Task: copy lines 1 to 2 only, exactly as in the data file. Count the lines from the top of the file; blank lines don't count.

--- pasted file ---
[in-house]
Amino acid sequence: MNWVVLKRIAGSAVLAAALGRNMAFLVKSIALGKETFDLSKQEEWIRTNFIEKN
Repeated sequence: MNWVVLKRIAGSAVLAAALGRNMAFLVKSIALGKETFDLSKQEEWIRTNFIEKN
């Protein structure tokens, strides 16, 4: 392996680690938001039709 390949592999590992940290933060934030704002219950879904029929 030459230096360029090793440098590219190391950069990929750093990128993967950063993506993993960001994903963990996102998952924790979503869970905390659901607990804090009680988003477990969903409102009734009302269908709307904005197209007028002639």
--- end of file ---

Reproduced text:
[in-house]
Amino acid sequence: MNWVVLKRIAGSAVLAAALGRNMAFLVKSIALGKETFDLSKQEEWIRTNFIEKN